Just released Book no.5, 6, 7 and 8 in the series of Wild Iceland
“Westfjords”, “North”, “East” and “Highlands of Iceland” to the printer
This large isolated cape in the northwest is connected to the rest of Iceland by a narrow isthmus. The untouched, glacier-eroded landscape is characterised by steep mountains, deep fjords and majestic waterfalls cascading off cliffs. This mysterious region teems with wildlife, and the environment has survived relatively unspoiled as a result of the region’s isolation. Lowlands are limited and sparsely populated with small fishing villages. The Látrabjarg headland is the westernmost part of Iceland. The headland is Iceland’s largest sea cliff and is the home of millions of birds, including the puffin.
This magical region lies at the very edge of the Arctic Circle and teams with wildlife, powerful geothermal energy, furious glacial rivers, bright midnight sun and dancing aurora borealis (northern lights). The area extends from the bottom of the Hrútafjörður fjord to the Langanes peninsula. Numerous peaceful fjords can be found in this part of Iceland, with blossoming fields, active volcanoes, rich coastlines and protected national parks such as the wonderful Lake Mývatn and the Jökulsárgljúfur canyon area with Dettifoss, the most powerful waterfall in Europe. The capital of North Iceland is the charming town of Akureyri.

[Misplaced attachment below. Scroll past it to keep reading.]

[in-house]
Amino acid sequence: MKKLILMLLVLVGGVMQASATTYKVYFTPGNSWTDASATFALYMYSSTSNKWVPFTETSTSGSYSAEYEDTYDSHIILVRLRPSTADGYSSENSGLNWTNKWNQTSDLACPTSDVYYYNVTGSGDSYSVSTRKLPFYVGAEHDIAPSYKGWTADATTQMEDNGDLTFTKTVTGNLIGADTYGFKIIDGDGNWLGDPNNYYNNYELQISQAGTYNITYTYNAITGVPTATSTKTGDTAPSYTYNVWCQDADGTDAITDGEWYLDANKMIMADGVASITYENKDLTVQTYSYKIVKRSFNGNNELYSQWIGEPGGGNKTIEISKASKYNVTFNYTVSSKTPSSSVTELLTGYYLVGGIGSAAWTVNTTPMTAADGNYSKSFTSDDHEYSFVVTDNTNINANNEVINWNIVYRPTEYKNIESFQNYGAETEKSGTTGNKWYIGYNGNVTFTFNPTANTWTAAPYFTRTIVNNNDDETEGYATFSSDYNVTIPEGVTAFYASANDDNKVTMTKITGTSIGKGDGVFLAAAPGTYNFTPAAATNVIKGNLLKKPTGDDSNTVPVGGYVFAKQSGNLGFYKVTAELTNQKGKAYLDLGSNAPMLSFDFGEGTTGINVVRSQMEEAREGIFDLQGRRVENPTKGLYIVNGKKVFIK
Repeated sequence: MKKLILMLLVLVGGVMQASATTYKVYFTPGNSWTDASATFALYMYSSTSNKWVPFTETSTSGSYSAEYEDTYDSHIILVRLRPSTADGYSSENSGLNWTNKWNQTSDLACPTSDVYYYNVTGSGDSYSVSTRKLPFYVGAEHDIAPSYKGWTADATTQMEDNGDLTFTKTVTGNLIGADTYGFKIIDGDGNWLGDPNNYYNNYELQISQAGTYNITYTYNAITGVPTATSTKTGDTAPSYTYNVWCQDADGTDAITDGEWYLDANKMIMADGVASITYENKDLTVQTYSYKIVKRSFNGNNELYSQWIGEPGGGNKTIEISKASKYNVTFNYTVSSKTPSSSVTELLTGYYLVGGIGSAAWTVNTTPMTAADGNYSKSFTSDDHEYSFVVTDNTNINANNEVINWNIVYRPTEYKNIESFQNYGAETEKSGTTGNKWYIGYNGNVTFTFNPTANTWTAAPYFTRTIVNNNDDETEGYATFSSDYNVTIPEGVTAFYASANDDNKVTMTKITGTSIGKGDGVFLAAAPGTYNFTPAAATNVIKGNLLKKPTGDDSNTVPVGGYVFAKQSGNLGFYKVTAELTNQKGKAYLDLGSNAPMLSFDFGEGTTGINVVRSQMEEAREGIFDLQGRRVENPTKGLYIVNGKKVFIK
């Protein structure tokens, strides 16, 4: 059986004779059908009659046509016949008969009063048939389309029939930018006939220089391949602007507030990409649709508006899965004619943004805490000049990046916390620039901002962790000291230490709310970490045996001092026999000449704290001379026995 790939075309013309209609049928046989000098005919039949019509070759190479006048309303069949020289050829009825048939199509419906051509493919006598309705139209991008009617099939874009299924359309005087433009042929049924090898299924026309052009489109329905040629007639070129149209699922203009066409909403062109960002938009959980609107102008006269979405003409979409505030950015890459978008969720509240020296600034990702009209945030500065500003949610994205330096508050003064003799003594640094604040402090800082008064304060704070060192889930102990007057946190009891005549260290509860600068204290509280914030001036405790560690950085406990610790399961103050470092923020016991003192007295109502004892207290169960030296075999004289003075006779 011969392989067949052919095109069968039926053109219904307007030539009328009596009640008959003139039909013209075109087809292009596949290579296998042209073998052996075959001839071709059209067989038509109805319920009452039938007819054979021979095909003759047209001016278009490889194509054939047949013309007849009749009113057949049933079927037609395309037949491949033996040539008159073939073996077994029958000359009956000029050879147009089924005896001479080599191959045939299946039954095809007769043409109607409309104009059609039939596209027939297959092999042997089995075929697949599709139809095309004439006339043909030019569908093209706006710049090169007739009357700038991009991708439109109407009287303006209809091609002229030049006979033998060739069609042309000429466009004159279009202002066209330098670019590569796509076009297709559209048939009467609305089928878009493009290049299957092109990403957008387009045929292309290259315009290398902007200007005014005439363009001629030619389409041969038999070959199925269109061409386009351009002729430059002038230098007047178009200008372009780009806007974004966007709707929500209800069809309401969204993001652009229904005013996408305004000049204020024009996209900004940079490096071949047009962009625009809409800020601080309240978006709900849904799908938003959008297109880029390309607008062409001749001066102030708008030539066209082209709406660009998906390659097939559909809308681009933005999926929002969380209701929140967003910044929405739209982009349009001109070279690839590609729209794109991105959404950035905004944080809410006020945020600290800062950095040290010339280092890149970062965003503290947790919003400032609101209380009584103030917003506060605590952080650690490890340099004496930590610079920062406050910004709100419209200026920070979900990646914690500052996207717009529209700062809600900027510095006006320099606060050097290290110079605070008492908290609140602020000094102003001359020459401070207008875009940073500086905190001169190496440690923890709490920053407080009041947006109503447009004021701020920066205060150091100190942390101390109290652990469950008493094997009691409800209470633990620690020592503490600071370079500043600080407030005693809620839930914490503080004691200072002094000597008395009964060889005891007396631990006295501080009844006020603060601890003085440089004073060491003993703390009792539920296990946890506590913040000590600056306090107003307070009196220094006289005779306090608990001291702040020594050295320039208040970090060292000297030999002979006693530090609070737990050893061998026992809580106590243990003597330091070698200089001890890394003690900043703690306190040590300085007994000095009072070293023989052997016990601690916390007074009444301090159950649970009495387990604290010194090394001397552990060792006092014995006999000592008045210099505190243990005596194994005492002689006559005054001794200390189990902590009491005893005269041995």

The central highlands of Iceland are the only truly uninhabited regions in Iceland, with an untouched and untamed environment. The spectacular glacier-eroded landscape is breath-taking and diverse – black sand deserts, raw lava fields, calm lakes, white ice caps, the furrowed and colourful mountains together with green oases dotted here and there. Iceland’s principal glaciers can be found here, including Vatnajökull, the largest glacier in Europe. This is also one of Iceland’s most volcanic regions, with growling volcanoes just waiting to explode.
East Iceland boasts of many areas of great beauty, from the rugged wilderness and magnificent glacier edges down to wide beaches and calm fjords. The coastline is relatively long, with many twisting fjords and cosy fishing villages here and there. The highlands near and north of Vatnajökull contain one of the most active volcanic regions in Iceland. The mountains framing the fjords are colourful, and their high, snow-covered peaks are a sight to see. East Iceland is the only natural home of reindeer and also contains the country’s largest wooded area.